Why is this part of the knife important at all? You can think of it as the spinal column of the tool. Without any tang, the blade would be attached to the handle by barely anything (maybe glue) and would break under any amount of pressure, no matter how light.
The handle is what holds the knife together: without it, it would not be good for cutting any food. Especially not something as dense and as fibrous as steak.
The most common types of tang are full tang, partial or tapered tang, and push tang. All these are represented among the knives I have reviewed, so you can take your pick!
- Full tang means the blade extends down the length of the handle until the end. As the most robust type of knife construction, full tang gives the tool a sturdy, heavy feel. It is also stronger and can take more applied pressure than other types without bending or breaking.
- Partial or tapered tang exists when the blade extends for only part of the handle’s length or becomes narrower as it progresses. This type of tang is still strong, though less so. It makes for generally more affordable and lighter knives than a full tang.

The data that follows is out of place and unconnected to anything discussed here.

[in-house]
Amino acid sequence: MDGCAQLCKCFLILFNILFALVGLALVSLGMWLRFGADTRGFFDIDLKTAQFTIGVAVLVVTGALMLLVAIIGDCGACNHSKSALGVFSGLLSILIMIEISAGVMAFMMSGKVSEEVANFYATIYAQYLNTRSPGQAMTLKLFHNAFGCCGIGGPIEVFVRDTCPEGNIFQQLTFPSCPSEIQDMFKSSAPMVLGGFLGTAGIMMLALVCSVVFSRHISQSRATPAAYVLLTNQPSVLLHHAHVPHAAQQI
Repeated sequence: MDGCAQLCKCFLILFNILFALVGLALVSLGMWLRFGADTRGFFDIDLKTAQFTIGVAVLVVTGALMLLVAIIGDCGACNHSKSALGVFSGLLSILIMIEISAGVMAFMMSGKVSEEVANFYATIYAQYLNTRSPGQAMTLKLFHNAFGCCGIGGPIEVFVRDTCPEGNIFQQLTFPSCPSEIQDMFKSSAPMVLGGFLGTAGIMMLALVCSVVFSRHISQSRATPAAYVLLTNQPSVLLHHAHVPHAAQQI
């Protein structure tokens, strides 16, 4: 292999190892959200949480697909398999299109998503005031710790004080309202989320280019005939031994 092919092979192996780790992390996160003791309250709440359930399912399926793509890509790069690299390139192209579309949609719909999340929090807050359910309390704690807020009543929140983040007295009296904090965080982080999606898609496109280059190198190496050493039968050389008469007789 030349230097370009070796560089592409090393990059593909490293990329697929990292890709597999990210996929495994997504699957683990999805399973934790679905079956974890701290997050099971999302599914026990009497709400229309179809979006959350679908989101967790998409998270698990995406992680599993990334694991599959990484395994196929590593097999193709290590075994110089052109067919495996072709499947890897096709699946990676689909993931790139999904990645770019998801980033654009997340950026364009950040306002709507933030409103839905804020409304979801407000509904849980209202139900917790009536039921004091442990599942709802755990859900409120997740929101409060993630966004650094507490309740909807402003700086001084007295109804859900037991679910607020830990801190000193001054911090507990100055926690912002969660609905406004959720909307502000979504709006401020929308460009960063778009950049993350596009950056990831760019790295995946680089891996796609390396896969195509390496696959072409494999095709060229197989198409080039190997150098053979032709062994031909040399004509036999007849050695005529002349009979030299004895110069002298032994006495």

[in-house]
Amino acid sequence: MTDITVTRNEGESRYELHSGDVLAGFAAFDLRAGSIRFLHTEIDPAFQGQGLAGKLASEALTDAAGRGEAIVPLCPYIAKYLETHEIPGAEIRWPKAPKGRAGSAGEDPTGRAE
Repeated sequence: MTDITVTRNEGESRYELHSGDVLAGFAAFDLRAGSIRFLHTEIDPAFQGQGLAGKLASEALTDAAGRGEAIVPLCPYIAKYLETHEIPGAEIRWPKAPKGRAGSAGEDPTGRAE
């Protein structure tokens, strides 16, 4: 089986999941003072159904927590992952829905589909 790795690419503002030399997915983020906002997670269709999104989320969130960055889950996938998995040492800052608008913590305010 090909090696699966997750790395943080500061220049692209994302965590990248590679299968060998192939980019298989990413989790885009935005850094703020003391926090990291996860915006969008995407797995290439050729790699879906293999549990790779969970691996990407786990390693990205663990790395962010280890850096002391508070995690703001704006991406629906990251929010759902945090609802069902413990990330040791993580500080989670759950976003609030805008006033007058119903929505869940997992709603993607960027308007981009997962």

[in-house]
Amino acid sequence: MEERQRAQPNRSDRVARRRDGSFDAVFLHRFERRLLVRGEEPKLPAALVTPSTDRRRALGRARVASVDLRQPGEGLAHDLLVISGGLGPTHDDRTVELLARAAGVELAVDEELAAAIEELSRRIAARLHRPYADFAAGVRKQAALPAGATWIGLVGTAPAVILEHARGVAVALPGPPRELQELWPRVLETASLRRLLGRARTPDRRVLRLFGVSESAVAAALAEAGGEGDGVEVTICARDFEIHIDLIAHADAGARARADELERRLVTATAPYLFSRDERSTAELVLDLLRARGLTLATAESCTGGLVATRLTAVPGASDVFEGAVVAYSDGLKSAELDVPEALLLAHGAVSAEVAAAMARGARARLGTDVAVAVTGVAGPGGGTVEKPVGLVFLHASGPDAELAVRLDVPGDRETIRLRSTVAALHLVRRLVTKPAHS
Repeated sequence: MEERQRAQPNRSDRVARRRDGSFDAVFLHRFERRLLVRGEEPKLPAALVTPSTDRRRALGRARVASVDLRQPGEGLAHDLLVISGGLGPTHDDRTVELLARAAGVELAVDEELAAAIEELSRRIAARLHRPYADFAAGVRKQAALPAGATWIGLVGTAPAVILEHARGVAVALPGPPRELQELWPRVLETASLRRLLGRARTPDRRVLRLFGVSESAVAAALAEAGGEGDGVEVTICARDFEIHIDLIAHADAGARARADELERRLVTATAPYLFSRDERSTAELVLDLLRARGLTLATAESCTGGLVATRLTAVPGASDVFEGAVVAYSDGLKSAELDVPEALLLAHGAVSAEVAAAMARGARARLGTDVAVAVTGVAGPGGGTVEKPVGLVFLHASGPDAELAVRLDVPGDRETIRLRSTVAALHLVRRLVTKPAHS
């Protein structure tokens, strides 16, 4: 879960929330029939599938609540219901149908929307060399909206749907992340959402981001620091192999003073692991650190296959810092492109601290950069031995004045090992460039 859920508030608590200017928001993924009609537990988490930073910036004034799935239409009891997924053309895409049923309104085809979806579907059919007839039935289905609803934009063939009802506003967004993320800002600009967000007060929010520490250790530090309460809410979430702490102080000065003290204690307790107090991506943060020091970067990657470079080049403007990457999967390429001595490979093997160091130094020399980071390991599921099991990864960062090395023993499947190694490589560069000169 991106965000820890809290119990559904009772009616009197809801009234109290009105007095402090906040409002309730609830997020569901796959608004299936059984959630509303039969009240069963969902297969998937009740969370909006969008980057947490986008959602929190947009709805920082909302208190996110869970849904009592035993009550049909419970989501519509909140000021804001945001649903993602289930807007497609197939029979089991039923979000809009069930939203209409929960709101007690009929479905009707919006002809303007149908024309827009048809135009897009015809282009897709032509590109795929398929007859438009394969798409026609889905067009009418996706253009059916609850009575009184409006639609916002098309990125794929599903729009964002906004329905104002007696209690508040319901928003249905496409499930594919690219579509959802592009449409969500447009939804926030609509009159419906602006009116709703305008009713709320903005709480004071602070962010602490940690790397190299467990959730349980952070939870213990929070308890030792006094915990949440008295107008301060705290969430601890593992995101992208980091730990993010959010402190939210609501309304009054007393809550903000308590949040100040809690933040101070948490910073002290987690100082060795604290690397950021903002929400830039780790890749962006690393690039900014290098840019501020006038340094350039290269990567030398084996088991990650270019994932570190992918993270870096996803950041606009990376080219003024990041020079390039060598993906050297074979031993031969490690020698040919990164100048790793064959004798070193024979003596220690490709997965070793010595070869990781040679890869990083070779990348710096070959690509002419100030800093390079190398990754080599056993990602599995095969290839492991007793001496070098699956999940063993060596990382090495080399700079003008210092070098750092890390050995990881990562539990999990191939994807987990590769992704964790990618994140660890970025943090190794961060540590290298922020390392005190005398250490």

- Push tang refers to how the blade goes into the handle. Instead of being riveted, it is pushed into it when built and attached with a strong adhesive. It generally runs for a short distance down the handle. It is not visible on the knife’s exterior. It’s tend to be weaker than the other types, lighter, and less pricey (as the tang does not have to be finished and there is less material overall).
Every type, as you can probably guess, has its merits and problems. What you choose depends on what your priorities are!
Are you an introverted single person who never throws parties? Then you probably do not need a 12-piece steak knife set. Be reasonable and evaluate your general use of knives. It is likely that, if you do not use sixteen knives on a regular basis now, you will not when you get them either.
On the other hand, if you are a regular host to large groups of people or make a business out of it, you probably do need a bigger set. As with everything else: make a list with your lifestyle habits and your needs, decide what knife fits you better, and enjoy the feeling of a good purchase!